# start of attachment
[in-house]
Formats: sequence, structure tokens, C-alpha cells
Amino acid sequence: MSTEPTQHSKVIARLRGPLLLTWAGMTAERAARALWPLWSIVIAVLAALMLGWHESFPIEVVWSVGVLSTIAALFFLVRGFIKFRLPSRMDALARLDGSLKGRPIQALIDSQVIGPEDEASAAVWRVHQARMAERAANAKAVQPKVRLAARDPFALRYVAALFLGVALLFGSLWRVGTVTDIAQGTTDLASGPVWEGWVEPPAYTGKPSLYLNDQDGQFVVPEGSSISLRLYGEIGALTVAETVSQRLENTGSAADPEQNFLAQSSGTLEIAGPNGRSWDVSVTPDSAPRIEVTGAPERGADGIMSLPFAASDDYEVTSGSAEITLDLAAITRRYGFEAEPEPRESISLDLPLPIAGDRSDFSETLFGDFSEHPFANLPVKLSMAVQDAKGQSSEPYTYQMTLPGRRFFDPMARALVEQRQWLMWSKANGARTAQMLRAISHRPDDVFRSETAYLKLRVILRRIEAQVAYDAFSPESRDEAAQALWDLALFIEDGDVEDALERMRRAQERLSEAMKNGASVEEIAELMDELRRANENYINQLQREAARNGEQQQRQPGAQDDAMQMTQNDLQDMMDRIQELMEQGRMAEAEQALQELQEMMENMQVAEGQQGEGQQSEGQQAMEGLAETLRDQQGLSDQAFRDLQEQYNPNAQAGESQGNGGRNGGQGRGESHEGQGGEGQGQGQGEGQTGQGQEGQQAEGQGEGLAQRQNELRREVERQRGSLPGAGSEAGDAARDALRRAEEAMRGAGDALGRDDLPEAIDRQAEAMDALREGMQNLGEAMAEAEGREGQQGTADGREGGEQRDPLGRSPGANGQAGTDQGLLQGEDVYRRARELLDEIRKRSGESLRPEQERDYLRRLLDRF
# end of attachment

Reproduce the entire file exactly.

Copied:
[in-house]
Formats: sequence, structure tokens, C-alpha cells
Amino acid sequence: MSTEPTQHSKVIARLRGPLLLTWAGMTAERAARALWPLWSIVIAVLAALMLGWHESFPIEVVWSVGVLSTIAALFFLVRGFIKFRLPSRMDALARLDGSLKGRPIQALIDSQVIGPEDEASAAVWRVHQARMAERAANAKAVQPKVRLAARDPFALRYVAALFLGVALLFGSLWRVGTVTDIAQGTTDLASGPVWEGWVEPPAYTGKPSLYLNDQDGQFVVPEGSSISLRLYGEIGALTVAETVSQRLENTGSAADPEQNFLAQSSGTLEIAGPNGRSWDVSVTPDSAPRIEVTGAPERGADGIMSLPFAASDDYEVTSGSAEITLDLAAITRRYGFEAEPEPRESISLDLPLPIAGDRSDFSETLFGDFSEHPFANLPVKLSMAVQDAKGQSSEPYTYQMTLPGRRFFDPMARALVEQRQWLMWSKANGARTAQMLRAISHRPDDVFRSETAYLKLRVILRRIEAQVAYDAFSPESRDEAAQALWDLALFIEDGDVEDALERMRRAQERLSEAMKNGASVEEIAELMDELRRANENYINQLQREAARNGEQQQRQPGAQDDAMQMTQNDLQDMMDRIQELMEQGRMAEAEQALQELQEMMENMQVAEGQQGEGQQSEGQQAMEGLAETLRDQQGLSDQAFRDLQEQYNPNAQAGESQGNGGRNGGQGRGESHEGQGGEGQGQGQGEGQTGQGQEGQQAEGQGEGLAQRQNELRREVERQRGSLPGAGSEAGDAARDALRRAEEAMRGAGDALGRDDLPEAIDRQAEAMDALREGMQNLGEAMAEAEGREGQQGTADGREGGEQRDPLGRSPGANGQAGTDQGLLQGEDVYRRARELLDEIRKRSGESLRPEQERDYLRRLLDRF